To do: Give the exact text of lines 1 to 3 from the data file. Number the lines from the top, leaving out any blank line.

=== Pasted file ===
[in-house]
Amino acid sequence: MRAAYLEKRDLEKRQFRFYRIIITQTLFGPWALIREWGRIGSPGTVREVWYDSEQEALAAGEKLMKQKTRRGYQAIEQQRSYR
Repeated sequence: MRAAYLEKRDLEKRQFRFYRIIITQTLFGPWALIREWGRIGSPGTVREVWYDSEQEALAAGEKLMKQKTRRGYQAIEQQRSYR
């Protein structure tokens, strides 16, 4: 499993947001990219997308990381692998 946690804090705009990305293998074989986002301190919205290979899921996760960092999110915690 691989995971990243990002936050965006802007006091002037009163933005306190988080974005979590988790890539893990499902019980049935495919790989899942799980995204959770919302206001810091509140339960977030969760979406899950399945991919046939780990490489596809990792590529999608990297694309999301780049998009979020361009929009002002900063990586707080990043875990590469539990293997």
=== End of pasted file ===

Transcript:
[in-house]
Amino acid sequence: MRAAYLEKRDLEKRQFRFYRIIITQTLFGPWALIREWGRIGSPGTVREVWYDSEQEALAAGEKLMKQKTRRGYQAIEQQRSYR
Repeated sequence: MRAAYLEKRDLEKRQFRFYRIIITQTLFGPWALIREWGRIGSPGTVREVWYDSEQEALAAGEKLMKQKTRRGYQAIEQQRSYR